National Bullying Prevention Month

October is National bullying prevention month. Joan Reubens is the Bullying Prevention Coordinator for Pinellas County Schools and she joins us to talk about what’s happening to stop it.

What is bullying: Bullying is unwanted, aggressive behavior among school aged children that involves a real or perceived power imbalance. The behavior is repeated, or has the potential to be repeated, over time. Both kids who are bullied and who bully others may have serious, lasting problems. According to

Cyberbullying: Cyberbullying is bullying that takes place using electronic technology. Electronic technology includes devices and equipment such as cell phones, computers, and tablets as well as communication tools including social media sites, text messages, chat, and websites.

Examples of cyberbullying include mean text messages or emails, rumors sent by email or posted on social networking sites, and embarrassing pictures, videos, websites, or fake profiles.

Who is at risk: No single factor puts a child at risk of being bullied or bullying others. Bullying can happen anywhere-cities, suburbs, or rural towns. Depending on the environment, some groups-such as lesbian, gay, bisexual, or transgendered LGBT youth, youth with disabilities, and socially isolated youth -may be at an increased risk of being bullied.

Prevention: Parents, school staff, and other caring adults have a role to play in preventing bullying. They can:
· Help kids understand bullying. Talk about what bullying is and how to stand up to it safely. Tell kids bullying is unacceptable. Make sure kids know how to get help;
· Keep the lines of communication open. Check in with kids often. Listen to them. Know their friends, ask about school, and understand their concerns;
· Encourage kids to do what they love. Special activities, interests, and hobbies can boost confidence, help kids make friends, and protect them from bullying behavior;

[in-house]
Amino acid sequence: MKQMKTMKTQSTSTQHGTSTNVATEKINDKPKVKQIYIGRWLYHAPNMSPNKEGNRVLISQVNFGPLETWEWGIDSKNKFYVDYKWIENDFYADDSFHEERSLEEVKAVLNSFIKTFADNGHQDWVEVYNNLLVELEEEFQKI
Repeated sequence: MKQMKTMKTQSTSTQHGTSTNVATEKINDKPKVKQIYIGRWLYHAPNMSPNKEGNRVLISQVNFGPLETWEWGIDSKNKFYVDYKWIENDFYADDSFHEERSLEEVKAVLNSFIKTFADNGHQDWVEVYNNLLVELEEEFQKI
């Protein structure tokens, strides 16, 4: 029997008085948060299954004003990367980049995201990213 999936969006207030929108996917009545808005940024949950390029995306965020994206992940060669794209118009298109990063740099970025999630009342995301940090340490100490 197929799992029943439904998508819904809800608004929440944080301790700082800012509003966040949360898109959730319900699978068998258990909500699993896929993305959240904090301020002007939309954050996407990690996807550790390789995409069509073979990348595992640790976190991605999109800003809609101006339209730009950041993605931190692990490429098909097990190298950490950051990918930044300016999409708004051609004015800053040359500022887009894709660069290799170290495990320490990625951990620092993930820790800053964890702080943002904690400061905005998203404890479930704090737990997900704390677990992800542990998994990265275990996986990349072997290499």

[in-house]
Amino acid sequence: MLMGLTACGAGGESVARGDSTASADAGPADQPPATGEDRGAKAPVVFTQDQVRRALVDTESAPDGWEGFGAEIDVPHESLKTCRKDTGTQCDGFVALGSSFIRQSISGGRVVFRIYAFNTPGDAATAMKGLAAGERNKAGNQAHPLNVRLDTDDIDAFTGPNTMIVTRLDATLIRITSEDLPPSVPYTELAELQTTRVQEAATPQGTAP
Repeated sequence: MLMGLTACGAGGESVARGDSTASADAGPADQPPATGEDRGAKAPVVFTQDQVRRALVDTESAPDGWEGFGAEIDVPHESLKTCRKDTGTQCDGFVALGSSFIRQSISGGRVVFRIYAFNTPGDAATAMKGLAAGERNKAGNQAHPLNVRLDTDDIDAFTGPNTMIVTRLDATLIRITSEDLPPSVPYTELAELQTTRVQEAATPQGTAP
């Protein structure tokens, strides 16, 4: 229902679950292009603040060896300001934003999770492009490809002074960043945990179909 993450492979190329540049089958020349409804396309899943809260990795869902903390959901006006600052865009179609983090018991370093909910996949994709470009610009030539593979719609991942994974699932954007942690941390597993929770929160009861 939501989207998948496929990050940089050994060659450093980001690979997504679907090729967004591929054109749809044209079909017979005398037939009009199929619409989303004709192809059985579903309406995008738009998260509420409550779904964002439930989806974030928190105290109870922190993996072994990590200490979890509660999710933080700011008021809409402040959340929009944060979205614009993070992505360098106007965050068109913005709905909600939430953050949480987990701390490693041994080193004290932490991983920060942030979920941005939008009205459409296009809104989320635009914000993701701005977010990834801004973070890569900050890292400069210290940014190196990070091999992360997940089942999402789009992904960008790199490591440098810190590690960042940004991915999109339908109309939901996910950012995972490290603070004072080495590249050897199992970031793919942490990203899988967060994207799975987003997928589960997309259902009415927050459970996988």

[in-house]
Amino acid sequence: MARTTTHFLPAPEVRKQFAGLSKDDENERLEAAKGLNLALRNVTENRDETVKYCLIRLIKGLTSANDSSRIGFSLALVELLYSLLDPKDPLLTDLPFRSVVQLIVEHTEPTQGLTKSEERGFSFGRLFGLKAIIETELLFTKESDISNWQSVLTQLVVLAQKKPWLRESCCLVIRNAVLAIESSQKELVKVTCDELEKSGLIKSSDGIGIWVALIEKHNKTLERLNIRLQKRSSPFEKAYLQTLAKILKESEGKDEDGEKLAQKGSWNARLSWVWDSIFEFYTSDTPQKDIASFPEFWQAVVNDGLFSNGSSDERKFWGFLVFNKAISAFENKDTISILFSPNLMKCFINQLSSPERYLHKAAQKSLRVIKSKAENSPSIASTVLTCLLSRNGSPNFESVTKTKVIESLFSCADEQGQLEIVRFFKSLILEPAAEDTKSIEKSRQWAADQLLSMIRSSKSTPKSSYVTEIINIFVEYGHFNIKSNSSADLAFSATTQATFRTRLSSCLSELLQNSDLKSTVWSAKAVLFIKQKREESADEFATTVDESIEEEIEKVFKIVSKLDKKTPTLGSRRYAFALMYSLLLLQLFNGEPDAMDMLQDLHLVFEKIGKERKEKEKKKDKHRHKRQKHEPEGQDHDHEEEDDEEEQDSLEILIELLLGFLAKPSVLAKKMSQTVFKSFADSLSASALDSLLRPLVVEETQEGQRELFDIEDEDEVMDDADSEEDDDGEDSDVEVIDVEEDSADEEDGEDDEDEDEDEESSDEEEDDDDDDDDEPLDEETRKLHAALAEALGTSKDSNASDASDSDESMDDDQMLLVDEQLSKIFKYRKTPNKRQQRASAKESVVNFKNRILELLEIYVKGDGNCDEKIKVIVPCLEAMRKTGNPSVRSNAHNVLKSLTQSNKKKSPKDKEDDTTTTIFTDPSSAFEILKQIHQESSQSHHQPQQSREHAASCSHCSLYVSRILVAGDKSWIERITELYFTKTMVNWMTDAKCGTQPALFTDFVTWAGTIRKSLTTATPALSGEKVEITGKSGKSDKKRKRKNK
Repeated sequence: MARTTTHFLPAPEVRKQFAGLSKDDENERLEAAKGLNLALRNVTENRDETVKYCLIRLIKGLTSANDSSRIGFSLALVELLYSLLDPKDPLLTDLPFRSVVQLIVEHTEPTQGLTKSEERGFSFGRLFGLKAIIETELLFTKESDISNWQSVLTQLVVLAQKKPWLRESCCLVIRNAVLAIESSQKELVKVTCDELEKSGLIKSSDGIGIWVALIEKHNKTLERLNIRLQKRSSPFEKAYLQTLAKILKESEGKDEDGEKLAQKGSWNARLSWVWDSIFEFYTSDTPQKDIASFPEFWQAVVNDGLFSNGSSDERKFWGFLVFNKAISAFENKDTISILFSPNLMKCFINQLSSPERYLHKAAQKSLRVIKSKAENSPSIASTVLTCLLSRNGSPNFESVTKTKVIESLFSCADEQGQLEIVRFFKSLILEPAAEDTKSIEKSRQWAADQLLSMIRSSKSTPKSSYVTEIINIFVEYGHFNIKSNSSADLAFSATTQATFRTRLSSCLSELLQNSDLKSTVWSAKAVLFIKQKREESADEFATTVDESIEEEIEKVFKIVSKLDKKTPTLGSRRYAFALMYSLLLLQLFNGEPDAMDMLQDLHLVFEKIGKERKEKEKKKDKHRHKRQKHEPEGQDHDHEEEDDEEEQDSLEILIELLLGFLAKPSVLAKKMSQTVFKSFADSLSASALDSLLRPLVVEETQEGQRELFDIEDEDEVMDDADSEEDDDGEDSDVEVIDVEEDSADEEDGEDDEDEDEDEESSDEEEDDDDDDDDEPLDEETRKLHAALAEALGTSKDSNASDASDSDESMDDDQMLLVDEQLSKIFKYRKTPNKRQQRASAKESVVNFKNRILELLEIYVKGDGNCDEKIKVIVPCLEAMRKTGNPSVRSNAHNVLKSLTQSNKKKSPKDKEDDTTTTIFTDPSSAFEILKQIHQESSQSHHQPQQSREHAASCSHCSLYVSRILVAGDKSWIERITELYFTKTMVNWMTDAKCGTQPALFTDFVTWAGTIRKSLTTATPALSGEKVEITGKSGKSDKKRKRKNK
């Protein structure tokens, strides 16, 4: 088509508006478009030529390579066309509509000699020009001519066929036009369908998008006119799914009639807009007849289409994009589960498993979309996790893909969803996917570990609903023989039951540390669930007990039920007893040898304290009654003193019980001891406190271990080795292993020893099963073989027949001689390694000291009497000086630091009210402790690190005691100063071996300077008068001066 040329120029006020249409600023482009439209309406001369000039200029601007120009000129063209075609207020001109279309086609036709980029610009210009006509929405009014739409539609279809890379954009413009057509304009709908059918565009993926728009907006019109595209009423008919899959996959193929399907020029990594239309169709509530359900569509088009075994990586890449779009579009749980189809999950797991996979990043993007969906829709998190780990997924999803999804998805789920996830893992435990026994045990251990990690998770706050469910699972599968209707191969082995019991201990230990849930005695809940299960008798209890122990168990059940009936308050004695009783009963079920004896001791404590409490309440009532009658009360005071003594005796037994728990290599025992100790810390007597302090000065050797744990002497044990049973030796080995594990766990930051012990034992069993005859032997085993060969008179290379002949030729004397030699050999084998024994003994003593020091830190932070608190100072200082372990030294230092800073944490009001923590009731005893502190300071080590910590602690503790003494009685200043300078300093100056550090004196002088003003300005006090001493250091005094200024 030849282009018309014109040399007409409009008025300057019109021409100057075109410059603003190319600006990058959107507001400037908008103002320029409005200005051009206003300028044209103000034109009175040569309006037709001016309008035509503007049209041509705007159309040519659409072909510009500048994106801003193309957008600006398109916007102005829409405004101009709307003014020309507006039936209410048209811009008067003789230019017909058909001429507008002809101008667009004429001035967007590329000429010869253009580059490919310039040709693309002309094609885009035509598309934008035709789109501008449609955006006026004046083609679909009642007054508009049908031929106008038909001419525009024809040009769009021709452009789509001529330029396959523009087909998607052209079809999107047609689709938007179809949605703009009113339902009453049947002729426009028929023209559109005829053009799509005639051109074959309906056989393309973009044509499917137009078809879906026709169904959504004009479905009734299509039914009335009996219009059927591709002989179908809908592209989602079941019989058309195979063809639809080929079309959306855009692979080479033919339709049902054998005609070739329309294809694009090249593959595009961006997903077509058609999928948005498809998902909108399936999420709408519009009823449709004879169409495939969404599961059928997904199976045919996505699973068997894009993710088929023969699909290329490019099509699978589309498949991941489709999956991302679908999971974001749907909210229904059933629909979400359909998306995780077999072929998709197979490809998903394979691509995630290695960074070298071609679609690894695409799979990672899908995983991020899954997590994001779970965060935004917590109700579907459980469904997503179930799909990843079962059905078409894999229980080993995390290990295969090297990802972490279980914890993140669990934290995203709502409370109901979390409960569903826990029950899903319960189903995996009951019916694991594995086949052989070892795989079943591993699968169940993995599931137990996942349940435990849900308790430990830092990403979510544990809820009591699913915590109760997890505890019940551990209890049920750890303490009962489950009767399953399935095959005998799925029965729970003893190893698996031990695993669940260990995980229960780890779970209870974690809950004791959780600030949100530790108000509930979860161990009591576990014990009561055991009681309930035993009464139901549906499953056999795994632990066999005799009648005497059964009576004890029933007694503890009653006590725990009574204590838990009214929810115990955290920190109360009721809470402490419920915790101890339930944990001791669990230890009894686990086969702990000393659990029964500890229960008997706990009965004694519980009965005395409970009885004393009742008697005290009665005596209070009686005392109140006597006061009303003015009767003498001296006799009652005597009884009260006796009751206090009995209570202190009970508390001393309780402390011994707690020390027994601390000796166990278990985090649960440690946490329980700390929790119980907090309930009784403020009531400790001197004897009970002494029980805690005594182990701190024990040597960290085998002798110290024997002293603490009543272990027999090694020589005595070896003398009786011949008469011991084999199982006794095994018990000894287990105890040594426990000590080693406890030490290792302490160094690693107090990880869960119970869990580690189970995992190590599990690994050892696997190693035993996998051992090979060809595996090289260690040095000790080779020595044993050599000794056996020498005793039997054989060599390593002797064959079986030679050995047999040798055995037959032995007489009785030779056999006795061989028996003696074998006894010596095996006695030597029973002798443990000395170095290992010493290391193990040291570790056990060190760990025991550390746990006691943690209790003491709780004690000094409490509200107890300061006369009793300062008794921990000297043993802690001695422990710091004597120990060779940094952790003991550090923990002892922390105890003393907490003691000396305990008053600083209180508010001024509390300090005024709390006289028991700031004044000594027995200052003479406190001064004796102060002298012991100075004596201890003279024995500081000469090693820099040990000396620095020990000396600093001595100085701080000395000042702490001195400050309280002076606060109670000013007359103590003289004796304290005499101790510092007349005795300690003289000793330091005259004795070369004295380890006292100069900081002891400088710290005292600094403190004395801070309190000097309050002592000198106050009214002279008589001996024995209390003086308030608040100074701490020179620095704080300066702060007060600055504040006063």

· Model how to treat others with kindness and respect.

Responding to bullying: When adults respond quickly and consistently to bullying behavior they send the message that it is not acceptable. Research shows this can stop bullying behavior over time. There are simple steps adults can take to stop bullying on the spot and keep kids safe, such as:

· Intervene immediately. It is ok to get another adult to help;
· Separate the kids involved;
· Make sure everyone is safe;
· Meet any immediate medical or mental health needs;
· Stay calm. Reassure the kids involved, including bystanders;
· Model respectful behavior when you intervene.

HASHTAG OPPORTUNITY: The LiveFree! Coalition is urging the community to post to their social media profiles a sign with #UPstander to show that they don’t stand for bullying; they stand up to it! provides commenting to allow for constructive discussion on the stories we cover. In order to comment here, you acknowledge you have read and agreed to our Terms of Service. Commenters who violate these terms, including use of vulgar language or racial slurs, will be banned. Please be respectful of the opinions of others and keep the conversation on topic and civil. If you see an inappropriate comment, please flag it for our moderators to review.

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